Hai Zhang: Aged Innocence

The Aged Innocence series emerged from artist Hai Zhang's photo journeys across China between 2013 and 2017 where he documented the historically and culturally complex locales and their inhabitants who were facing dramatic economic changes. The exhibition features a selection from this massive photo archive in the format of small prints and large collages.  

Between 2013 and 2017, Hai Zhang (b. 1976, lives in New York City) frequently returned to his homeland China and captured tens of thousands of black-and-white photos that exemplify the historically and culturally complex locales and their inhabitants who were facing dramatic economic changes. And yet, fascinated by stubbornly unchanged parts of the society, his vernacular lens empathically illuminates each small corner of this vast country. 

 

Zhang states: “Every time I return to China, I become increasingly aware of the passage of time between visits and my inability to keep pace with the country. It has become a human impulse to collect the images like souvenirs as a reminder of the experience. Yet the documentary images serve as a perfect metaphor for the fragmentary nature of memory and the desire to take ownership of it.”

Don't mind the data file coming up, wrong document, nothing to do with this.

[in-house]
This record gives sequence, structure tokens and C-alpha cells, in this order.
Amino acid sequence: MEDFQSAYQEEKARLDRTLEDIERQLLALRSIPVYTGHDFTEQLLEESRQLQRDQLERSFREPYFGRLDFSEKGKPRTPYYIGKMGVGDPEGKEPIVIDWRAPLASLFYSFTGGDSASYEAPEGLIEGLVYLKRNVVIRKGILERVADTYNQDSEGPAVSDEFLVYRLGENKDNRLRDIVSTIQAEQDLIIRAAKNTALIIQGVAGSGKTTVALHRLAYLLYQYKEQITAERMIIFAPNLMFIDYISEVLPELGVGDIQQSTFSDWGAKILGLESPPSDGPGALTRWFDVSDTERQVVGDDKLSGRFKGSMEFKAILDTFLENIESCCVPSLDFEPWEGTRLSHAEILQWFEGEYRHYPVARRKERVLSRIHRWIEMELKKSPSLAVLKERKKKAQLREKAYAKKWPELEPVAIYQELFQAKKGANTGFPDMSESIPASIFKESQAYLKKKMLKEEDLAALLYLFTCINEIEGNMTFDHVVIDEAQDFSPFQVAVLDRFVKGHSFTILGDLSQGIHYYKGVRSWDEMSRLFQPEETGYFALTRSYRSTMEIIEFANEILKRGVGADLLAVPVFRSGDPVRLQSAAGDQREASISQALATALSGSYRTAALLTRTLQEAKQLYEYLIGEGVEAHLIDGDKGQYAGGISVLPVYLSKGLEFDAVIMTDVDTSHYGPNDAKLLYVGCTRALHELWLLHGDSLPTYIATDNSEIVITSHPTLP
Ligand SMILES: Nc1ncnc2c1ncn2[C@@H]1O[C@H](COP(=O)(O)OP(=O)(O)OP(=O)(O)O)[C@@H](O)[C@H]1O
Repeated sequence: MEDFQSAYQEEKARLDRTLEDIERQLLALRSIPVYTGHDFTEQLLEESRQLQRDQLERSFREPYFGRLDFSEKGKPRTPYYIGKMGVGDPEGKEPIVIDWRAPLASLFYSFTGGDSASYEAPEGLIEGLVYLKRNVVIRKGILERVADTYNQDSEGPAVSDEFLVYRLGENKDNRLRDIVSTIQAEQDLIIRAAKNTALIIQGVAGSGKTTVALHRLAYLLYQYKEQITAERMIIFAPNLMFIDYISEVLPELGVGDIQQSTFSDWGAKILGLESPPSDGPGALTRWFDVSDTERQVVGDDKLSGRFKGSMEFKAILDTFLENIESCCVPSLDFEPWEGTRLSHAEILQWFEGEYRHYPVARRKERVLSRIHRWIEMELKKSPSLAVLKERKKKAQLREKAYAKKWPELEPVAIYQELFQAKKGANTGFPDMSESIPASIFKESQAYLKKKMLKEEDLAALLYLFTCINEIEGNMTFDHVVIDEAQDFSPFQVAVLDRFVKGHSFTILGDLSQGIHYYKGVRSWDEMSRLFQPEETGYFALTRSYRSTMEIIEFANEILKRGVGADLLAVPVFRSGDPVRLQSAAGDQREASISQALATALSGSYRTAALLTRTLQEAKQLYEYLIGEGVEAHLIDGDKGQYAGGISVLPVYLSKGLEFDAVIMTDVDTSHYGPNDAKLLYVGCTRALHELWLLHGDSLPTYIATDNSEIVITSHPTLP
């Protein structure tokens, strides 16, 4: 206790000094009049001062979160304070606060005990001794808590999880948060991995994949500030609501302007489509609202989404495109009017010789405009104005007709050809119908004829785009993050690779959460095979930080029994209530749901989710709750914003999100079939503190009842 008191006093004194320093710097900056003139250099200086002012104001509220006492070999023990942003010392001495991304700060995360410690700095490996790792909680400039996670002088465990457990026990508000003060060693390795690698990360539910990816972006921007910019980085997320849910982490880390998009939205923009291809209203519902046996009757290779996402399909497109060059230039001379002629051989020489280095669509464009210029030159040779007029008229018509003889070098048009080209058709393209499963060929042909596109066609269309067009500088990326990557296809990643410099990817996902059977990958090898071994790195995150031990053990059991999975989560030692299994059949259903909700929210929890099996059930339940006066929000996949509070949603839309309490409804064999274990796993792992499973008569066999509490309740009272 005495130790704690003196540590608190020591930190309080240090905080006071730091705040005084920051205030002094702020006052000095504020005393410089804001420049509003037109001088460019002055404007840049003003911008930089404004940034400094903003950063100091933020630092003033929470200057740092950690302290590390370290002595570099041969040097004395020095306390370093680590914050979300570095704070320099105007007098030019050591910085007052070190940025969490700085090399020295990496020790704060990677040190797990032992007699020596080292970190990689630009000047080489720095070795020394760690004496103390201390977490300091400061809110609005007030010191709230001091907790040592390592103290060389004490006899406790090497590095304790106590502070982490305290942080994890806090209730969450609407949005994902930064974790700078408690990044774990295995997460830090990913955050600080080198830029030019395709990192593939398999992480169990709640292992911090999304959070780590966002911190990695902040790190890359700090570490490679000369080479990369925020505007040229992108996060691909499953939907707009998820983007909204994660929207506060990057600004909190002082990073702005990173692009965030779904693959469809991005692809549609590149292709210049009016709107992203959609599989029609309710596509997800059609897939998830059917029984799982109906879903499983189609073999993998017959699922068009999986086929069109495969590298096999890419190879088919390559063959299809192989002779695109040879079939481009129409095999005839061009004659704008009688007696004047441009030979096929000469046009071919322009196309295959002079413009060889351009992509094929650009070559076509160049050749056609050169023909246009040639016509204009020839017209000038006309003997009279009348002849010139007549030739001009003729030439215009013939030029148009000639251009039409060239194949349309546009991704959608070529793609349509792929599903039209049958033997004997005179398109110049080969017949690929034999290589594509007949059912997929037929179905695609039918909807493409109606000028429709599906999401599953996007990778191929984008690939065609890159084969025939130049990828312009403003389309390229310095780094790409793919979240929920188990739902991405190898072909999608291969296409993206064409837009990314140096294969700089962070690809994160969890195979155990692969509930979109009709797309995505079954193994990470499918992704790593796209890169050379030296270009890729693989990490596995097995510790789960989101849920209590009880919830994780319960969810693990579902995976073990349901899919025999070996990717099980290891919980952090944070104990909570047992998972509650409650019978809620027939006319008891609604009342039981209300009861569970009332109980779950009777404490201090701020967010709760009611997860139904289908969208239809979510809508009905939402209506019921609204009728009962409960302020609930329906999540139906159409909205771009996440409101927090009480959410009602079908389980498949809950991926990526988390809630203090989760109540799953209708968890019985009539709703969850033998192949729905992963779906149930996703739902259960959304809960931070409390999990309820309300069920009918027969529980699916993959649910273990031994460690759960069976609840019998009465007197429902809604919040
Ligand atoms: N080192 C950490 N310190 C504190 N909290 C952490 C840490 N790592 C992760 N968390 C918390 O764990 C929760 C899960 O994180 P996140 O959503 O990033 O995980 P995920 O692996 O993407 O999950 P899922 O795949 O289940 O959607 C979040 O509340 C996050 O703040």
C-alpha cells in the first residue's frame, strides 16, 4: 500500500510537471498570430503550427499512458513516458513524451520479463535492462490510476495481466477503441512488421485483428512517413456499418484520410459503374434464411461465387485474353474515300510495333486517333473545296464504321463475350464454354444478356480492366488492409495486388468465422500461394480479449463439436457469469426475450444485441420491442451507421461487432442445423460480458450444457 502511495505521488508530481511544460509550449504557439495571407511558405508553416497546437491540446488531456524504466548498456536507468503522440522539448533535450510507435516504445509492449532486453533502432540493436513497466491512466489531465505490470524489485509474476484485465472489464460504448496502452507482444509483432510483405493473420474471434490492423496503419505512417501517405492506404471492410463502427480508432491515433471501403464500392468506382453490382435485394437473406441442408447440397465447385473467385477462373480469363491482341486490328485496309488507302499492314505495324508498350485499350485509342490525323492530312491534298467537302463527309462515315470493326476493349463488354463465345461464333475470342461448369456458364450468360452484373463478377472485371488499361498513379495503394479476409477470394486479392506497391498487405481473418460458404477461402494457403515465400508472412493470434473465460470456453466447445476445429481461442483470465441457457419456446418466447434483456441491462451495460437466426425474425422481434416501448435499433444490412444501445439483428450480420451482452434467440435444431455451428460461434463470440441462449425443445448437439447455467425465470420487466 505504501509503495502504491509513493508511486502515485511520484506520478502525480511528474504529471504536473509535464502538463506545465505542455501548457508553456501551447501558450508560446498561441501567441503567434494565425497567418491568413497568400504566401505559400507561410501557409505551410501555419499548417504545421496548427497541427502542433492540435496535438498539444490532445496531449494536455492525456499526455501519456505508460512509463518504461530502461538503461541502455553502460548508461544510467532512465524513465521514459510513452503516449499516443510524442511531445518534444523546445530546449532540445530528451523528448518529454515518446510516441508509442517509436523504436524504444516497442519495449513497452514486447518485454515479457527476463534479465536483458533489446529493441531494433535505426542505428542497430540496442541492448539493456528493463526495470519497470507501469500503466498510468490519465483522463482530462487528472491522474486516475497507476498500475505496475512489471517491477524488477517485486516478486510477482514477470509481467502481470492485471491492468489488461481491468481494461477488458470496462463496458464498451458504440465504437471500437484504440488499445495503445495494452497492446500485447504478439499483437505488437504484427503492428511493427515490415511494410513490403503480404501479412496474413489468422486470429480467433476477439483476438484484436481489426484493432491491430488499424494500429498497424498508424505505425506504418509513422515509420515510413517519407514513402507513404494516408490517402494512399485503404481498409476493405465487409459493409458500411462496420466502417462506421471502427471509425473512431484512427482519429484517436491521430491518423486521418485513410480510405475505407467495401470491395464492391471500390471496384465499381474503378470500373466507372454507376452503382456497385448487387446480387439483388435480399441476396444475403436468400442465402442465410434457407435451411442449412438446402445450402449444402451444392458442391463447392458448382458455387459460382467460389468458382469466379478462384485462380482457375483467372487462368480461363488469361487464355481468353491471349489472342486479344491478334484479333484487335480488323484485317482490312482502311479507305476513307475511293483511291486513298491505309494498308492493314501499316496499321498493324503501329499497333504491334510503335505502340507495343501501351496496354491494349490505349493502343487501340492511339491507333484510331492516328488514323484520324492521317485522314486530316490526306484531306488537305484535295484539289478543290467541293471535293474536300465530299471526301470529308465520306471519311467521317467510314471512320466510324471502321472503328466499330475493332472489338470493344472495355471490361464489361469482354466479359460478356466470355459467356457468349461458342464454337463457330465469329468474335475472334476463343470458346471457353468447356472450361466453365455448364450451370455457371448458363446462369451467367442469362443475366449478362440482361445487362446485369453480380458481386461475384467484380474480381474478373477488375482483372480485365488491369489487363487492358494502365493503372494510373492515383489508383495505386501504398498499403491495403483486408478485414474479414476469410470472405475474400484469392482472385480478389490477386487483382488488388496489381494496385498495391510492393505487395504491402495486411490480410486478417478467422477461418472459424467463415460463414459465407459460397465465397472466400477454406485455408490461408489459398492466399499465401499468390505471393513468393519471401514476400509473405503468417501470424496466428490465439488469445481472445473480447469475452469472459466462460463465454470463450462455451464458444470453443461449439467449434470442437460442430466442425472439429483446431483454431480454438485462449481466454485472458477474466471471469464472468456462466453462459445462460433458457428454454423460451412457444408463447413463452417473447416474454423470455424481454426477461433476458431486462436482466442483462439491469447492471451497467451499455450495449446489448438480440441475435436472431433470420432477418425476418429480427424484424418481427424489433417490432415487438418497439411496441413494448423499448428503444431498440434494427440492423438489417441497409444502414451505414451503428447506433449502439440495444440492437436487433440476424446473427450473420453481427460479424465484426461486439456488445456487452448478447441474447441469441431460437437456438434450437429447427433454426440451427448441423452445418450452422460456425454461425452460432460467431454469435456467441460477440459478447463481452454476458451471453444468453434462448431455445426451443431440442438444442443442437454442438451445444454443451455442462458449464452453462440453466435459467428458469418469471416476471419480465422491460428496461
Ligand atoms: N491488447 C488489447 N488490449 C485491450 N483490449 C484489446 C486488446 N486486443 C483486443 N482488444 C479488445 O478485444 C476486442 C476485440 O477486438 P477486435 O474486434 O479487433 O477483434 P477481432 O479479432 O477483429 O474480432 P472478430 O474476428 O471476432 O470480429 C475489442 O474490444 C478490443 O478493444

The exhibition also introduces his recent project, The Beginning, in our adjunct space. From March 2018, Zhang took one roll of 35mm color film every day in the streets of Harlem and the Bronx in order to better understand the unknown neighbors of his home in Morningside Heights. As in his Chinese projects, the portraits of children, workers, marketgoers, a barbershop, a street musician, etc. remind us of the universal qualities of human life beyond their different realities. What fascinates Zhang is the “changing, vanishing, yet stubbornly lasting parts of the society,” referring to gentrification and how residents adapt or resist. Zhang wants his images to invite vigorous conversations and interpretations.